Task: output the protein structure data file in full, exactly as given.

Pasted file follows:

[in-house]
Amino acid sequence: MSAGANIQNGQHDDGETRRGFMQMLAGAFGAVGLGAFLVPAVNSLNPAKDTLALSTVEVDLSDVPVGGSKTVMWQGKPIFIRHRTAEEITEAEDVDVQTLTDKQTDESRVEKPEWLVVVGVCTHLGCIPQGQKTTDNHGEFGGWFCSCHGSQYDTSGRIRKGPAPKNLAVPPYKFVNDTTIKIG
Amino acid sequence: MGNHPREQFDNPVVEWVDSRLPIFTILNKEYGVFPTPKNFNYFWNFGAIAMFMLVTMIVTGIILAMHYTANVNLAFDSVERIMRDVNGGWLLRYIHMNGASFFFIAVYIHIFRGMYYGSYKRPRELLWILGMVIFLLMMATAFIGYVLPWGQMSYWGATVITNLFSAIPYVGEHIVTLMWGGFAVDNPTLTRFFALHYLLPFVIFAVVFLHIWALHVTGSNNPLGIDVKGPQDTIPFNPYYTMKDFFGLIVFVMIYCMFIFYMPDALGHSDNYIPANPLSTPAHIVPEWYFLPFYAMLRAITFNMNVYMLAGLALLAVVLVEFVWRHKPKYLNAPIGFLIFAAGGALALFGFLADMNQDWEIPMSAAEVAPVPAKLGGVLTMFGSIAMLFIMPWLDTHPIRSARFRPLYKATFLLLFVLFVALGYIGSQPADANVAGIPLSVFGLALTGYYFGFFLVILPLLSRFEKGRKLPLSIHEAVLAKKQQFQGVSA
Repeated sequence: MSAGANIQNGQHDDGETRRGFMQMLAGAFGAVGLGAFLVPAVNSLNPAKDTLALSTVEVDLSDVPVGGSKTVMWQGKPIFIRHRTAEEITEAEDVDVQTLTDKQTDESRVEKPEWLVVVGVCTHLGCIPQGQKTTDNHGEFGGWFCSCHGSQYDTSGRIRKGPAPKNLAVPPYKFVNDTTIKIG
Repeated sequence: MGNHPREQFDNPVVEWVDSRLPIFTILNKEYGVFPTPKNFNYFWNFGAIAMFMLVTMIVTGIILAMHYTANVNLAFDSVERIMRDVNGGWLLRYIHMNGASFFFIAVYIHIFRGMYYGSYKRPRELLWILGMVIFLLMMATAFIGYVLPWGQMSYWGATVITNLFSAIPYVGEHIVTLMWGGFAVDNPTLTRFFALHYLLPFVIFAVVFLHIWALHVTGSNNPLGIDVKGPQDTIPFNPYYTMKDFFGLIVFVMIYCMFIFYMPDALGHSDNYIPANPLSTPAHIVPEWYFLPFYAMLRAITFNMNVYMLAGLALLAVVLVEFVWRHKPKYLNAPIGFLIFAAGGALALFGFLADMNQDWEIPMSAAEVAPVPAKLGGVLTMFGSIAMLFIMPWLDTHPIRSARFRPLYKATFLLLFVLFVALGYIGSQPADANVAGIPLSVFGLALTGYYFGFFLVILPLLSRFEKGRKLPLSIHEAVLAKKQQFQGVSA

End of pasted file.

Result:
[in-house]
Amino acid sequence: MSAGANIQNGQHDDGETRRGFMQMLAGAFGAVGLGAFLVPAVNSLNPAKDTLALSTVEVDLSDVPVGGSKTVMWQGKPIFIRHRTAEEITEAEDVDVQTLTDKQTDESRVEKPEWLVVVGVCTHLGCIPQGQKTTDNHGEFGGWFCSCHGSQYDTSGRIRKGPAPKNLAVPPYKFVNDTTIKIG
Amino acid sequence: MGNHPREQFDNPVVEWVDSRLPIFTILNKEYGVFPTPKNFNYFWNFGAIAMFMLVTMIVTGIILAMHYTANVNLAFDSVERIMRDVNGGWLLRYIHMNGASFFFIAVYIHIFRGMYYGSYKRPRELLWILGMVIFLLMMATAFIGYVLPWGQMSYWGATVITNLFSAIPYVGEHIVTLMWGGFAVDNPTLTRFFALHYLLPFVIFAVVFLHIWALHVTGSNNPLGIDVKGPQDTIPFNPYYTMKDFFGLIVFVMIYCMFIFYMPDALGHSDNYIPANPLSTPAHIVPEWYFLPFYAMLRAITFNMNVYMLAGLALLAVVLVEFVWRHKPKYLNAPIGFLIFAAGGALALFGFLADMNQDWEIPMSAAEVAPVPAKLGGVLTMFGSIAMLFIMPWLDTHPIRSARFRPLYKATFLLLFVLFVALGYIGSQPADANVAGIPLSVFGLALTGYYFGFFLVILPLLSRFEKGRKLPLSIHEAVLAKKQQFQGVSA
Repeated sequence: MSAGANIQNGQHDDGETRRGFMQMLAGAFGAVGLGAFLVPAVNSLNPAKDTLALSTVEVDLSDVPVGGSKTVMWQGKPIFIRHRTAEEITEAEDVDVQTLTDKQTDESRVEKPEWLVVVGVCTHLGCIPQGQKTTDNHGEFGGWFCSCHGSQYDTSGRIRKGPAPKNLAVPPYKFVNDTTIKIG
Repeated sequence: MGNHPREQFDNPVVEWVDSRLPIFTILNKEYGVFPTPKNFNYFWNFGAIAMFMLVTMIVTGIILAMHYTANVNLAFDSVERIMRDVNGGWLLRYIHMNGASFFFIAVYIHIFRGMYYGSYKRPRELLWILGMVIFLLMMATAFIGYVLPWGQMSYWGATVITNLFSAIPYVGEHIVTLMWGGFAVDNPTLTRFFALHYLLPFVIFAVVFLHIWALHVTGSNNPLGIDVKGPQDTIPFNPYYTMKDFFGLIVFVMIYCMFIFYMPDALGHSDNYIPANPLSTPAHIVPEWYFLPFYAMLRAITFNMNVYMLAGLALLAVVLVEFVWRHKPKYLNAPIGFLIFAAGGALALFGFLADMNQDWEIPMSAAEVAPVPAKLGGVLTMFGSIAMLFIMPWLDTHPIRSARFRPLYKATFLLLFVLFVALGYIGSQPADANVAGIPLSVFGLALTGYYFGFFLVILPLLSRFEKGRKLPLSIHEAVLAKKQQFQGVSA